6 NOVEMBER 1936, Page 2

The King's Speech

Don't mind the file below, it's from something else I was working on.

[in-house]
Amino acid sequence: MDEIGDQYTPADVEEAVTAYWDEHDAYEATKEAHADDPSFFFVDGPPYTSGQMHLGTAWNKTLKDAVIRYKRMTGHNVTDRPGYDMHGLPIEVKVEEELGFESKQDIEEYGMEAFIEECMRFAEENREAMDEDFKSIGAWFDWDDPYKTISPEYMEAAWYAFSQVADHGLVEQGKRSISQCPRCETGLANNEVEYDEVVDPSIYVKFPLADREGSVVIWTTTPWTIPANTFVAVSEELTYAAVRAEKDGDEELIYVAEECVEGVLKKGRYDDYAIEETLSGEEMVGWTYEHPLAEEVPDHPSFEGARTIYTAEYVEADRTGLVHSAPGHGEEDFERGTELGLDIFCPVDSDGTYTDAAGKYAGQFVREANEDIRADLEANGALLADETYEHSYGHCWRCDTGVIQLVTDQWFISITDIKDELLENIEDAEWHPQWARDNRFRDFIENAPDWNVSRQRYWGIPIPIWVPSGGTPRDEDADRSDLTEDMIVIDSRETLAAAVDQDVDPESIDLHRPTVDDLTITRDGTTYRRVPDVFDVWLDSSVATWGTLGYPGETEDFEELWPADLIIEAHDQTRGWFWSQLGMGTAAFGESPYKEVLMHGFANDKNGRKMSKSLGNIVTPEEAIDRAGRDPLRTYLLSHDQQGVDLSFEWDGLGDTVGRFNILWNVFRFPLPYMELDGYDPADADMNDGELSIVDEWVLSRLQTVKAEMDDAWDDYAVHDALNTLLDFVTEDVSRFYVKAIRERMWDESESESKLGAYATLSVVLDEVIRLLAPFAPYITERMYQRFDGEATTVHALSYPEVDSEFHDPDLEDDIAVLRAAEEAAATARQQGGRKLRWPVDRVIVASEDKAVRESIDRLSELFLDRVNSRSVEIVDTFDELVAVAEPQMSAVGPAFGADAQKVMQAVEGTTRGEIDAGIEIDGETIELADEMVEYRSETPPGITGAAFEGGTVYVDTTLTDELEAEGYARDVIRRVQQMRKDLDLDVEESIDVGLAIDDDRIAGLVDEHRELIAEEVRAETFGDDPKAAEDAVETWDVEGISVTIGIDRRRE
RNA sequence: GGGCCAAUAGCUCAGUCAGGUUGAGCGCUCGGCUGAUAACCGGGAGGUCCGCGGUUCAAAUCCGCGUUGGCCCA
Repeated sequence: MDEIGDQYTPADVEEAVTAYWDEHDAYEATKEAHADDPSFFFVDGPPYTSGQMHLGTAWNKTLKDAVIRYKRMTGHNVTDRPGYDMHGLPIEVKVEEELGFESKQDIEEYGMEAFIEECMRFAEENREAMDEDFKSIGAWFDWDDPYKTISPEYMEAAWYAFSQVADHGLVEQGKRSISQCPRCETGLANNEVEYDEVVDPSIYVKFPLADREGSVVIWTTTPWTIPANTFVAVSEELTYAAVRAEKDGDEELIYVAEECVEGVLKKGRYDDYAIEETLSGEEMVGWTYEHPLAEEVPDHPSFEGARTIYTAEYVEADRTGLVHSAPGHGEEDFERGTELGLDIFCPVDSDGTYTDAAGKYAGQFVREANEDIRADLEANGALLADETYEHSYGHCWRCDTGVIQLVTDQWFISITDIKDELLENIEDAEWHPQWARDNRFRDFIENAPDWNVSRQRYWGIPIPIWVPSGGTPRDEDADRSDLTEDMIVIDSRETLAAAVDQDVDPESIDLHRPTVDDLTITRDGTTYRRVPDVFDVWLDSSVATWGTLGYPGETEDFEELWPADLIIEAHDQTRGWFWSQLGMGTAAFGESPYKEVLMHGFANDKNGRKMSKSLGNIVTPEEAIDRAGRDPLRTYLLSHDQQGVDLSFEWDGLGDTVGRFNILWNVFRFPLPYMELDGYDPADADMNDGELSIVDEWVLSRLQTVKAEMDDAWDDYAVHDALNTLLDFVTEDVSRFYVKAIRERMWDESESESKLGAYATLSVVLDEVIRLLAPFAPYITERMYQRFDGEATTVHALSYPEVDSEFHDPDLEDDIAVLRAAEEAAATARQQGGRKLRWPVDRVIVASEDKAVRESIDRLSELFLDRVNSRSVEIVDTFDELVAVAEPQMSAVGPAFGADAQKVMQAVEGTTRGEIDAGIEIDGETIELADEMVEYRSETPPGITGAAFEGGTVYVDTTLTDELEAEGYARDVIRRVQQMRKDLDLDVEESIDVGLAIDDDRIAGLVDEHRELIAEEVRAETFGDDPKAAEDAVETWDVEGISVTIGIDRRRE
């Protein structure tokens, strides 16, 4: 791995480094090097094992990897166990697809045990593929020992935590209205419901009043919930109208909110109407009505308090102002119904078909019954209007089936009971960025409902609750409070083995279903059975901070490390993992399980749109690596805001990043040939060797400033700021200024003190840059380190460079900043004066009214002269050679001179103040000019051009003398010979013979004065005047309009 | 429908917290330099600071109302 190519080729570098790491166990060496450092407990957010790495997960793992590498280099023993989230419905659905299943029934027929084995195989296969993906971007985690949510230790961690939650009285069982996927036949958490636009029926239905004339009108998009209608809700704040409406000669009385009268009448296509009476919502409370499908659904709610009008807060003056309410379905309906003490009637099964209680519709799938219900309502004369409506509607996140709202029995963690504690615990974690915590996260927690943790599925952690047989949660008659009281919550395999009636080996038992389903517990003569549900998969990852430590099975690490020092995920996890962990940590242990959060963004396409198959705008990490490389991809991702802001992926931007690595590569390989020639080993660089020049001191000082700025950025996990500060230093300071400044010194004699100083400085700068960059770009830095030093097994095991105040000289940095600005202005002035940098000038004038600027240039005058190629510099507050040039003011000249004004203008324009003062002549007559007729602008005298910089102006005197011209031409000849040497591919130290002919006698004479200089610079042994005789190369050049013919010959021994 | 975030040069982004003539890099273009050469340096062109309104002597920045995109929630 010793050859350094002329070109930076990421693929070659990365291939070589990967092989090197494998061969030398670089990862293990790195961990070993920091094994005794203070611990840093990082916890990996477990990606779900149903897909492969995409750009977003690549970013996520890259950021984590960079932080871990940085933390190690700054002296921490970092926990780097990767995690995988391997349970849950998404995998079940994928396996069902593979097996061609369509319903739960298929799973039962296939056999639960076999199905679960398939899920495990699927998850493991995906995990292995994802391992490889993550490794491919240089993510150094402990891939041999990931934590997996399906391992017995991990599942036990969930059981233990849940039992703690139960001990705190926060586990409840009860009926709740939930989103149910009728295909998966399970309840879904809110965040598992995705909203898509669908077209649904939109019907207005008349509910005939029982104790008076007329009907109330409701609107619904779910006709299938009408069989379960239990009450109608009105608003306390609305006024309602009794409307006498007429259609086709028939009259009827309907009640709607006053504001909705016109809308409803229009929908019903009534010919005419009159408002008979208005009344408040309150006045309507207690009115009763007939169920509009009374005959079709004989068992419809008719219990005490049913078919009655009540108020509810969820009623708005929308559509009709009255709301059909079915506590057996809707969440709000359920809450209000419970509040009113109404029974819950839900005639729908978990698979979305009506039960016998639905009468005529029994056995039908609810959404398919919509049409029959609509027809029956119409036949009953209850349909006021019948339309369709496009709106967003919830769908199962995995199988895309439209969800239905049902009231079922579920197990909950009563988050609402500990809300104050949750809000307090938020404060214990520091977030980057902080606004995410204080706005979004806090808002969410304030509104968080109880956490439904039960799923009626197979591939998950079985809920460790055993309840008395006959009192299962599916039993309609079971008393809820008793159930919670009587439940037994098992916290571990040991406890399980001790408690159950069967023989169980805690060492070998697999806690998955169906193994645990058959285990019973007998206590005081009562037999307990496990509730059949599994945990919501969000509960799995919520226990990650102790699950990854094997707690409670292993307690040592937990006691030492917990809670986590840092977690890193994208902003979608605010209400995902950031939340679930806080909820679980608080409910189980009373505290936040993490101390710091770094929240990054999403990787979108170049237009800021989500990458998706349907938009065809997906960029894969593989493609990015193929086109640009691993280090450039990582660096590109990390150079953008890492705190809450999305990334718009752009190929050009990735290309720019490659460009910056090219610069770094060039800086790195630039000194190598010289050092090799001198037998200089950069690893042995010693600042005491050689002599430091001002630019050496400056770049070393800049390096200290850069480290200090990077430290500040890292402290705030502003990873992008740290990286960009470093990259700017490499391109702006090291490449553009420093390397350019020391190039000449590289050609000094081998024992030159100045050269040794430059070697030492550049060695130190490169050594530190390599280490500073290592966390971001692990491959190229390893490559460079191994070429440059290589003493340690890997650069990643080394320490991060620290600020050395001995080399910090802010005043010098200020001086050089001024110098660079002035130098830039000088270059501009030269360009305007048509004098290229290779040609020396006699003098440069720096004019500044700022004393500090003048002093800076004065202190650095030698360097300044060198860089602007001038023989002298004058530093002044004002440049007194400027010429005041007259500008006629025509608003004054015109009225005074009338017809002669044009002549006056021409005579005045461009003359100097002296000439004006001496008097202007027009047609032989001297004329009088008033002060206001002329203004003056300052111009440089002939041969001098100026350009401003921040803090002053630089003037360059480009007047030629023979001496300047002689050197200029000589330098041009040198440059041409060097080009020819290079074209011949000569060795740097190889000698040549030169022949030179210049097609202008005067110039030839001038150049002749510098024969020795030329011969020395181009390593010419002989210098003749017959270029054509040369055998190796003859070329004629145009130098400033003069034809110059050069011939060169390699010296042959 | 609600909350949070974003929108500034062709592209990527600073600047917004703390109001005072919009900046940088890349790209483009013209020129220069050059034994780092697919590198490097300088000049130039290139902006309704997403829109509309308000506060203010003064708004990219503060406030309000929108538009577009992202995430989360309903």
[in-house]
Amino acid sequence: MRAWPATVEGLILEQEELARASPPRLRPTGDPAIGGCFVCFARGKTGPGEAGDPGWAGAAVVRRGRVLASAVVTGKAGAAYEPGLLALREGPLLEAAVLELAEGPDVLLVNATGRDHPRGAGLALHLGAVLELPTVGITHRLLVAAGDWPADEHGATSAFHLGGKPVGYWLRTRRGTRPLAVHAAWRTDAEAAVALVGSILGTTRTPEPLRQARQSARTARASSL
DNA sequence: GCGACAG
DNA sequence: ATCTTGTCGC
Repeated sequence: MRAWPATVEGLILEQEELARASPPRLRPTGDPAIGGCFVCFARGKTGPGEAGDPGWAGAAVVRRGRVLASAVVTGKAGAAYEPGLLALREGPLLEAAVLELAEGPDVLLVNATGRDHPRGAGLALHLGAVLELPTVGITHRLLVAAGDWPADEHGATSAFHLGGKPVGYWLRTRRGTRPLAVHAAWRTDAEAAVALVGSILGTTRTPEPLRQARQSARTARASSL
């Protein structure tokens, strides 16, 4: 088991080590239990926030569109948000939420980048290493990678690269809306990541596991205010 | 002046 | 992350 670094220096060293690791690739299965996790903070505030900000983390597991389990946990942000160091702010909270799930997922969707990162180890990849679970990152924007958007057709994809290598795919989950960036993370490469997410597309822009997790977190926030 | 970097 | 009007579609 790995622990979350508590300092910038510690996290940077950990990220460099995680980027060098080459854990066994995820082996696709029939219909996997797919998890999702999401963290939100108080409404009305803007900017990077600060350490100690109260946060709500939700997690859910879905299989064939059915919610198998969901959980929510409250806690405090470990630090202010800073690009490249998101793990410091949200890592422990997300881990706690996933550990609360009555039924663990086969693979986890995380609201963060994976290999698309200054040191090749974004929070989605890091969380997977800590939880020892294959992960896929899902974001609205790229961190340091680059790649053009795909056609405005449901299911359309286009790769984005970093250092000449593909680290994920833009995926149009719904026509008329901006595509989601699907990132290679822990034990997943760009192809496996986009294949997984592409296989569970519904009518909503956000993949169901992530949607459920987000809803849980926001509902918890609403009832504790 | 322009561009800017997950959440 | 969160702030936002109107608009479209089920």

The legislative programme outlined in the King's Speech (with which our Parliamentary Correspondent deals on another page) is one to arouse satisfaction rather than enthusiasm. Such measures as the Factories Bill, Mr. Hore-Belisha's Bill for transferring the admin- istration of the trunk roads to the Ministry of Transport, the Bill for equalising Ministerial salaries, are as accept- able to the Opposition as to the Government ; all are due to the necessity to modernise social and admin- istrative anomalies. In other respects, however, the programme gives rise to uneasiness. The Coal Bill, overdue, promises nationalisation of royalties but not reorganisation ; the proposals for improving physical education contain not even the beginnings of a nutrition policy. Mr. Baldwin still believes that reduction of restrictions on trade must continue to do p2nd on an improvement in the international situation and not on the Government's determination to exploit already existing possibilities ; and Mr. Attlee was justified in commenting on the lack of any proposals for a direct attack on unemployment. In only one respect, perhaps, did the Speech lay down a definite line of broad policy : it opened with a surprisingly strong assertion of the Government's continued faith in the League of Nations, together with a reference to the revision of the Covenant. The immediate future of the League is obscure, but in face of the attacks from Milan and elsewhere the Govern- ment's declaration is welcome and right.

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